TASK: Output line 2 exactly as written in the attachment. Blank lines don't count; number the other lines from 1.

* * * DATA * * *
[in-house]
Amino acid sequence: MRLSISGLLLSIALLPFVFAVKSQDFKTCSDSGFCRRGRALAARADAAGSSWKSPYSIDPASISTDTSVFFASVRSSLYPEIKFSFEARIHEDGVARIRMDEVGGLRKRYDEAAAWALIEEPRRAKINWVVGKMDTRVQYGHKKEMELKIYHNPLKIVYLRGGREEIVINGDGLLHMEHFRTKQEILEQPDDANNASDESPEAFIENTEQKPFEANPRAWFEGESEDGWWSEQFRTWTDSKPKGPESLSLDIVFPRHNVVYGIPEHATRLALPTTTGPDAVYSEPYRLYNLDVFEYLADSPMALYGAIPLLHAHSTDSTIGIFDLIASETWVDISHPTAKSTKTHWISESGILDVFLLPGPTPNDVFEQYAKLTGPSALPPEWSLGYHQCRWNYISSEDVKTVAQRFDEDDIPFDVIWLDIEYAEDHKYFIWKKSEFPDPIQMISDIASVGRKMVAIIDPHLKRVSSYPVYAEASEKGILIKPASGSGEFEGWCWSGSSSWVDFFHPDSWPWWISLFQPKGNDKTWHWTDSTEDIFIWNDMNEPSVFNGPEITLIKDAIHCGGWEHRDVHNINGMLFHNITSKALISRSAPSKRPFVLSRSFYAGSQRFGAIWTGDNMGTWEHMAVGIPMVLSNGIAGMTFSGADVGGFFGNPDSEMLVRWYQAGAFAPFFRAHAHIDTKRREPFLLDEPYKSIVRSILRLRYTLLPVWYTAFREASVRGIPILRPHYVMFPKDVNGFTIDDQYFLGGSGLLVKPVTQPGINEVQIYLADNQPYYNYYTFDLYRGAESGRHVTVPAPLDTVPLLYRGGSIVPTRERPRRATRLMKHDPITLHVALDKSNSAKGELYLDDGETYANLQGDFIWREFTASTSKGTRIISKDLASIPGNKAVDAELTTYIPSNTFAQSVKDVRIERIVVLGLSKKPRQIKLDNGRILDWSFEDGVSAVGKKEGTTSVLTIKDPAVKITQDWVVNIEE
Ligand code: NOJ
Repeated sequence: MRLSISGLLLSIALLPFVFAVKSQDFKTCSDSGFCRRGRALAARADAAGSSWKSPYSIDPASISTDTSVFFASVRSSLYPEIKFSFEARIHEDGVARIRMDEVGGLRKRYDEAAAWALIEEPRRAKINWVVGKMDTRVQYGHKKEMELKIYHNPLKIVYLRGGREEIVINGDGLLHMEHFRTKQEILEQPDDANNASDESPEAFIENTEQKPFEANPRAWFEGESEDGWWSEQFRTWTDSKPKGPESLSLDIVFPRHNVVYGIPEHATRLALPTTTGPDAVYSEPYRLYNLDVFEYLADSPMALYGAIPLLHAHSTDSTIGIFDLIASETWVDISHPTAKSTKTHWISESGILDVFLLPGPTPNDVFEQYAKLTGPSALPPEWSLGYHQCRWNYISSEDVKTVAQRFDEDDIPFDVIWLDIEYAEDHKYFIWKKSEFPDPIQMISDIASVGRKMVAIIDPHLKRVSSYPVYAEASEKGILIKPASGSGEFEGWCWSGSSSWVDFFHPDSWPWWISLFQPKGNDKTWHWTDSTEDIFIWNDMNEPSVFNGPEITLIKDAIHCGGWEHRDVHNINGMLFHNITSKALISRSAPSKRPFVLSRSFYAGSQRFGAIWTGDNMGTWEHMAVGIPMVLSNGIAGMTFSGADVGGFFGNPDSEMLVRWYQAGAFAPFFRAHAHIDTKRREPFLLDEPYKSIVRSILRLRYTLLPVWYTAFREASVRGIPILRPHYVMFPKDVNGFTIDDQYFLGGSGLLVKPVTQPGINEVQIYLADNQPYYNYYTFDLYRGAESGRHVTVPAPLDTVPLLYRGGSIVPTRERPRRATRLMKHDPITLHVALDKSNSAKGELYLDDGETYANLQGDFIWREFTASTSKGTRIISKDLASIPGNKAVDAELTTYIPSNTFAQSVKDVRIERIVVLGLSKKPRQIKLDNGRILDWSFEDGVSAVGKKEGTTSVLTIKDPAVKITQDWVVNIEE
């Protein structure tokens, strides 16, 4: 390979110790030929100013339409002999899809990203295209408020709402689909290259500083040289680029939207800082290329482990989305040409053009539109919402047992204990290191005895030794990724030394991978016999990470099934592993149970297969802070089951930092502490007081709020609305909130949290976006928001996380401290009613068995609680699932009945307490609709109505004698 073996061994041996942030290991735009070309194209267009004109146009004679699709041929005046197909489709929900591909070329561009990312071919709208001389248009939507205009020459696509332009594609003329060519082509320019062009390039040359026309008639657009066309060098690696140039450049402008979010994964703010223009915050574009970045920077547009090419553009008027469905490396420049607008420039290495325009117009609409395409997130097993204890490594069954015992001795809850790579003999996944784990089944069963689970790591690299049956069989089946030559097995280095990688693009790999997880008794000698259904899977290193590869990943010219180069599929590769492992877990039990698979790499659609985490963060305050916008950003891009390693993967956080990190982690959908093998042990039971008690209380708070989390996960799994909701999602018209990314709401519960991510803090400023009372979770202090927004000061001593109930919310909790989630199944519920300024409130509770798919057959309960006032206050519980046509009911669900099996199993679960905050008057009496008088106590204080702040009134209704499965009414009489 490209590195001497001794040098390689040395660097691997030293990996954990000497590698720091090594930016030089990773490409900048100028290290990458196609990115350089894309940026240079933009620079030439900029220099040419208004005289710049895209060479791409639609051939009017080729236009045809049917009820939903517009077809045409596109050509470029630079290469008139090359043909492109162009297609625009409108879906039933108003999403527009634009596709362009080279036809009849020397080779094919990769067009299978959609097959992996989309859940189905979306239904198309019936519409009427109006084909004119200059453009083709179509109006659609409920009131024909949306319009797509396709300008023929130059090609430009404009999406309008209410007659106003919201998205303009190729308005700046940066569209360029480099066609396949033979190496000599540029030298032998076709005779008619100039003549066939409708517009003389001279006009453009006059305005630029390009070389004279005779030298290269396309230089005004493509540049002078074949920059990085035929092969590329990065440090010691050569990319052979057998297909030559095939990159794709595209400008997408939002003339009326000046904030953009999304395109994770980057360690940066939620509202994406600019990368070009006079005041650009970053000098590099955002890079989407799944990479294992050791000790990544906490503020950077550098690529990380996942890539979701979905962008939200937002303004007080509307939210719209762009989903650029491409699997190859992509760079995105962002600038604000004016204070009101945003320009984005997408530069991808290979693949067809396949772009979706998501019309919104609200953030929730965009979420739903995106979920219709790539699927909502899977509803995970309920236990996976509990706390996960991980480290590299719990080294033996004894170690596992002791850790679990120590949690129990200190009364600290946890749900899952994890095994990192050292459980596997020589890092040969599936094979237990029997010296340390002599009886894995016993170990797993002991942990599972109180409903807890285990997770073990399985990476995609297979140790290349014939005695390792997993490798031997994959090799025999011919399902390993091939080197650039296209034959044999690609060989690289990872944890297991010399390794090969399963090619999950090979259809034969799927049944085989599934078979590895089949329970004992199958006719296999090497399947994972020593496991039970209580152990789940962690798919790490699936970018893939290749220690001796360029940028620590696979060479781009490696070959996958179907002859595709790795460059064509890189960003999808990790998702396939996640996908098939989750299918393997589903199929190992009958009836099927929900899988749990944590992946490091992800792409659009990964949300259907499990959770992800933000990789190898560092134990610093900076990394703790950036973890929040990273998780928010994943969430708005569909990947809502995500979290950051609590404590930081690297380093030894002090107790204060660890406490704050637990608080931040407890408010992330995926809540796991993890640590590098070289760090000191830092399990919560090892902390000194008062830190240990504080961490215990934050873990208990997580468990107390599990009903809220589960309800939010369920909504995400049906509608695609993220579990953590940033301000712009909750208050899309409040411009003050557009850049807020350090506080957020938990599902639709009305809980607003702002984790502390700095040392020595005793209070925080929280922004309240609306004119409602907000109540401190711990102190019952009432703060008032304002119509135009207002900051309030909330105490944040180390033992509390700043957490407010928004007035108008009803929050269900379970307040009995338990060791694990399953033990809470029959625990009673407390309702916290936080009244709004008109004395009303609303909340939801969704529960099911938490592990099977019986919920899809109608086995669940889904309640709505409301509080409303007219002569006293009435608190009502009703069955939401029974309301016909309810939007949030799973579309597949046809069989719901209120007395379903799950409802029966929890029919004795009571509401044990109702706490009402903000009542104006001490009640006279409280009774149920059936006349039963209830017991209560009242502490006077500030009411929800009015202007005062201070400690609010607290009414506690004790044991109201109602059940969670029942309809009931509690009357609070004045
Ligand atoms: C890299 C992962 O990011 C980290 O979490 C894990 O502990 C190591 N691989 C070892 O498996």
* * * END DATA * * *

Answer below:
Amino acid sequence: MRLSISGLLLSIALLPFVFAVKSQDFKTCSDSGFCRRGRALAARADAAGSSWKSPYSIDPASISTDTSVFFASVRSSLYPEIKFSFEARIHEDGVARIRMDEVGGLRKRYDEAAAWALIEEPRRAKINWVVGKMDTRVQYGHKKEMELKIYHNPLKIVYLRGGREEIVINGDGLLHMEHFRTKQEILEQPDDANNASDESPEAFIENTEQKPFEANPRAWFEGESEDGWWSEQFRTWTDSKPKGPESLSLDIVFPRHNVVYGIPEHATRLALPTTTGPDAVYSEPYRLYNLDVFEYLADSPMALYGAIPLLHAHSTDSTIGIFDLIASETWVDISHPTAKSTKTHWISESGILDVFLLPGPTPNDVFEQYAKLTGPSALPPEWSLGYHQCRWNYISSEDVKTVAQRFDEDDIPFDVIWLDIEYAEDHKYFIWKKSEFPDPIQMISDIASVGRKMVAIIDPHLKRVSSYPVYAEASEKGILIKPASGSGEFEGWCWSGSSSWVDFFHPDSWPWWISLFQPKGNDKTWHWTDSTEDIFIWNDMNEPSVFNGPEITLIKDAIHCGGWEHRDVHNINGMLFHNITSKALISRSAPSKRPFVLSRSFYAGSQRFGAIWTGDNMGTWEHMAVGIPMVLSNGIAGMTFSGADVGGFFGNPDSEMLVRWYQAGAFAPFFRAHAHIDTKRREPFLLDEPYKSIVRSILRLRYTLLPVWYTAFREASVRGIPILRPHYVMFPKDVNGFTIDDQYFLGGSGLLVKPVTQPGINEVQIYLADNQPYYNYYTFDLYRGAESGRHVTVPAPLDTVPLLYRGGSIVPTRERPRRATRLMKHDPITLHVALDKSNSAKGELYLDDGETYANLQGDFIWREFTASTSKGTRIISKDLASIPGNKAVDAELTTYIPSNTFAQSVKDVRIERIVVLGLSKKPRQIKLDNGRILDWSFEDGVSAVGKKEGTTSVLTIKDPAVKITQDWVVNIEE